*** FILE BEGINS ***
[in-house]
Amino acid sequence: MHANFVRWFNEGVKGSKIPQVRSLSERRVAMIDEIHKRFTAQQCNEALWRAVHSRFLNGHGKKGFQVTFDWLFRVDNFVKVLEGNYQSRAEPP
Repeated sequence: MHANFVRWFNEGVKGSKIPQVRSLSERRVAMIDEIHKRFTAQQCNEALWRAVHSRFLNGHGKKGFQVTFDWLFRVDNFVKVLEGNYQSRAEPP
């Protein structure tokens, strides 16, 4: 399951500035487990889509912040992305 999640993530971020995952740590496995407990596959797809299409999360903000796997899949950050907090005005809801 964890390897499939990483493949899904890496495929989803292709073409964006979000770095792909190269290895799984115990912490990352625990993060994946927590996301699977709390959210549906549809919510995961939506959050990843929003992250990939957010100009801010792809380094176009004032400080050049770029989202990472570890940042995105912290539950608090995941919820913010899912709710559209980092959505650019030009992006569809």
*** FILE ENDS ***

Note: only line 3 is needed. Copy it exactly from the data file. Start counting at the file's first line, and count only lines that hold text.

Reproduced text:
Repeated sequence: MHANFVRWFNEGVKGSKIPQVRSLSERRVAMIDEIHKRFTAQQCNEALWRAVHSRFLNGHGKKGFQVTFDWLFRVDNFVKVLEGNYQSRAEPP